Cumbria, United Kingdom—Imagine taking your family for a lovely weekend excursion. You don’t get to do it often, being busy with work and the children slammed with schoolwork. But today is different. You get into the car and drive up to the countryside. The weather isn’t ideal, but it isn’t so bad that it will […]
Cumbria, United Kingdom—Imagine taking your family for a lovely weekend excursion. You don’t get to do it often, being busy with work and the children slammed with schoolwork. But today is different. You get into the car and drive up to the countryside. The weather isn’t ideal, but it isn’t so bad that it will ruin your weekend. And then, as you are driving through the foggy hills, and the children mumble from the backseat, you see it: a special operations helicopter flying ludicrously low above your car’s roof. Fiction? Not if you belong to the Weatherall family.
This exact incident happened to the British family a few months ago. Despite the bad weather, the Weatheralls fared well, and were quite lucky in avoiding a collision with a UK Special Forces (UKSF) AS365N3 Eurocopter Dauphin 2 helicopter.
The chopper belongs to the UK Army Air Corps’ (AAC) 658 Squadron, a SOF aviation outfit that provides aviation support to the UKSF, which includes the famed Special Air Service (SAS), Special Boat Service (SBS), and Special Reconnaissance Regiment (SRR), among others. The 658 Sq., alongside the Royal Air Force’s (RAF) 7 Squadron, which flies specially designed Chinook helicopters, is part of the Joint Special Forces Aviation Wing (JSFAW).
Besides the Dauphin 2 chopper, the Sq. also operates the Gazelle AH1. The slick Gazelle resembles the U.S. 160 Special Operations Aviation Regiment’s (SOAR) MH-6/AH-6 (‘aka’ Little Bird) helicopters.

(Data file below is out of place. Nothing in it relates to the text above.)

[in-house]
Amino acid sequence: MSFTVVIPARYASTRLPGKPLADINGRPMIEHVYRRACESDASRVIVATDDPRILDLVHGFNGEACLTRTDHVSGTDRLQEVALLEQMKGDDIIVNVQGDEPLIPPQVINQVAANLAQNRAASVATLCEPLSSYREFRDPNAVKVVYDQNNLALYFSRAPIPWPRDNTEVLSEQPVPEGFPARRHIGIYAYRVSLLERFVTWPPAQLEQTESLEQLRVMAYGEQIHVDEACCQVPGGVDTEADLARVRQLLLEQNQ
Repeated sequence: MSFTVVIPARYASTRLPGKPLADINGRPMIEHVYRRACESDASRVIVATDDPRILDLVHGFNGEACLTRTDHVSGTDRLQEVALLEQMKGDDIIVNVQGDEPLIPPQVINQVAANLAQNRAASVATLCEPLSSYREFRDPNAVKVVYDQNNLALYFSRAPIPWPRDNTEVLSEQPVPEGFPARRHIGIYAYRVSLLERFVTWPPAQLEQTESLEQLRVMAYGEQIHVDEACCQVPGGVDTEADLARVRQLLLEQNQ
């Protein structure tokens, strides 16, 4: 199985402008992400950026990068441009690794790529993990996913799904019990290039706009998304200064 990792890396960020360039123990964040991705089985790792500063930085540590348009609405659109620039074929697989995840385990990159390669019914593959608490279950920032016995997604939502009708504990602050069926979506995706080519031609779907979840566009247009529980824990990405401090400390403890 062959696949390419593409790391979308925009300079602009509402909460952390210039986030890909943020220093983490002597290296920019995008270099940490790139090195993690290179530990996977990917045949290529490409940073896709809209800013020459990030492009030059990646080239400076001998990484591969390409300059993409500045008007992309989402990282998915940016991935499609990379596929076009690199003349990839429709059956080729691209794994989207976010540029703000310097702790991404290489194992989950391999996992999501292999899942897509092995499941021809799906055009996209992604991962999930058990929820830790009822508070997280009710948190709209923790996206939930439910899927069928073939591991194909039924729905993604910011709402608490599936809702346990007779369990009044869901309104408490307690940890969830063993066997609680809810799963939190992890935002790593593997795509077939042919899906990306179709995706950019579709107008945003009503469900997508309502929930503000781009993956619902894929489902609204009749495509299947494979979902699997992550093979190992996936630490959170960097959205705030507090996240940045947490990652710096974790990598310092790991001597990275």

But 658 Sq. does more than just provide aviation support for Britain’s special operators. After the 2015 Paris attacks, a secretive 70-man counterterrorism unit was formed. Comprised of SAS and SBS operators and support personnel, the outfit’s job was to be on constant no-notice alert to respond to a terrorist incident within the British Isles. And 658 Sq. Dauphins, unmarked and painted in civilian colours (blue and white), provided the transportation. The unit even took its name from the Dauphins’ nondescript paint job (Blue Thunder).
The unit was called into action during the June 2017 London Bridge attack, when terrorists rammed pedestrians and then proceeded into a knifing spree before they were neutralised by British law enforcement.
As far as the Weatheralls, they were somewhat shaken but unscathed. The father, Brian Weatherall, said of the incident: “I just couldn’t believe it, I’ve never seen anything like it. I was on holiday at the time and the roads were bad, so I was taking it steady on the steep hill. It happened about 2 p.m. and I had the whole family in the car, it really was quite something—and a lucky escape.”
This article was written by Stavros Atlamazoglou
Image courtesy of YouTube